China has plans to build the largest waste-to-energy plant in the world. It’s just one of many facilities that developers are seeking to construct as a way of dealing with the country’s every growing volume of waste.
But as YaleEnviroment360 details in a long piece, protests are now mounting against those plants. China is already notorious for poor air quality and loose environmental standards. Residents are worried about the effects that burning trash might have, especially if plants are not up to international standards in terms of emissions controls.
The story has more:
A group of several dozen Shenzhen residents — fearing that landfilled waste ash, leachate, and airborne pollutants from the future Shenzhen East Waste-to-Energy Plant will make their way into the reservoir and the air — has launched a legal battle to halt the project. Their hope: to force authorities to relocate the waste-to-energy plant away from the reservoir, away from their communities, and closer to less-populated areas on the South China coast.
Theirs is one of dozens of protests and lawsuits that have sprung up in China in recent years over the spread of waste-to-energy incineration plants, a technology that the central government and regional authorities view as essential to dealing with China’s rapidly growing solid waste problem. Over the past few years, protests against planned incinerators have taken place in Hubei, Hunan, Guangdong, Shandong, Hainan, Jiangxi, and Zhejiang provinces. Several have turned violent, exposing significant public distrust about these facilities.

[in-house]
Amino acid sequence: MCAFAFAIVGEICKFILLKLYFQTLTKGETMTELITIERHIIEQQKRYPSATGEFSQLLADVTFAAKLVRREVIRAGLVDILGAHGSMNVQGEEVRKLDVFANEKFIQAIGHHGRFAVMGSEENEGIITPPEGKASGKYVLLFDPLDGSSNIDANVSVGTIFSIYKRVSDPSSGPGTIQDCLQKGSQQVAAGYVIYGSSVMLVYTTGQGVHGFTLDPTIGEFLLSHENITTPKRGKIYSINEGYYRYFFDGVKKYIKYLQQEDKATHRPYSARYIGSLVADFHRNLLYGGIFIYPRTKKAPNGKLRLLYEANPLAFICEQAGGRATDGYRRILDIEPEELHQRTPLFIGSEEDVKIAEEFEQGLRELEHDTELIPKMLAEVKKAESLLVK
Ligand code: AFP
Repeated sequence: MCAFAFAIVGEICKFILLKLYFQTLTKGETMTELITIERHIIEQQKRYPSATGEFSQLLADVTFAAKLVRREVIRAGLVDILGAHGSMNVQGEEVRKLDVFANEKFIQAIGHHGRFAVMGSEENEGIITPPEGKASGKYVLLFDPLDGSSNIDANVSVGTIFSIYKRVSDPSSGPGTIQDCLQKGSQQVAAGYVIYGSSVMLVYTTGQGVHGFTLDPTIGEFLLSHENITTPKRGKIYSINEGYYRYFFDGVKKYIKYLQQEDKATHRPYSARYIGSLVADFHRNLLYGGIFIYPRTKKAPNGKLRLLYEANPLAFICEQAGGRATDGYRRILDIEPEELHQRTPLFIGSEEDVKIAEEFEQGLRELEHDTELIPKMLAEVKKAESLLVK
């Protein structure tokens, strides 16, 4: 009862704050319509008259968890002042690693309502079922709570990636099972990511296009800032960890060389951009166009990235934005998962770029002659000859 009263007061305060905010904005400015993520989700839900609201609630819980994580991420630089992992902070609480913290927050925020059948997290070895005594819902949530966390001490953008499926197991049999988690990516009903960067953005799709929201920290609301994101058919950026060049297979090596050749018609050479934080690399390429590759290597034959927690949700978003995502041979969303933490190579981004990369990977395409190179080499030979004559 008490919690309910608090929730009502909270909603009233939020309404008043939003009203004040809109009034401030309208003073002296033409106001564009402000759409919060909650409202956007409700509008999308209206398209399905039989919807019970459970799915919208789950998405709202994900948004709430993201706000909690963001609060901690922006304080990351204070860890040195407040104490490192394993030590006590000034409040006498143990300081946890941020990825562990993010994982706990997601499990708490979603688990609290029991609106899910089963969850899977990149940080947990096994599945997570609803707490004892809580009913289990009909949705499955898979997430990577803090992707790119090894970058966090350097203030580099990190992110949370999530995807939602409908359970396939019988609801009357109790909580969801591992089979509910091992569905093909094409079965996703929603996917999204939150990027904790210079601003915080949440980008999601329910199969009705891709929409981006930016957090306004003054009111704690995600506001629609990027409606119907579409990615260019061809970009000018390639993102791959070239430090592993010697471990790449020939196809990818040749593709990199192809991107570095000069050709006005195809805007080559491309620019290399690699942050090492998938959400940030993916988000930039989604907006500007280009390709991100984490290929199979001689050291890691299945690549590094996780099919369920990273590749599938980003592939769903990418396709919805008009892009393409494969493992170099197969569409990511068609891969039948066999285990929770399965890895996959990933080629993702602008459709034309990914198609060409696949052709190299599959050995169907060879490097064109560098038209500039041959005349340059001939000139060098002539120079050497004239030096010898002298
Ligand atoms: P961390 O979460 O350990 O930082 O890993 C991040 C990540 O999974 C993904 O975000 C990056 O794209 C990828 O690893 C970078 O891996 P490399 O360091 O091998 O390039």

As China’s economy has boomed in recent decades, the amount of garbage and solid waste generated in the country has soared from roughly 30 million tons in 1980 to 200 million tons today, most of it winding up in ill-tended landfills around major cities. Those landfills are at or near capacity, spawning illegal waste dumping and burning. The World Bank estimates that by 2025, China’s solid waste generation will double to more than 500 million tons annually.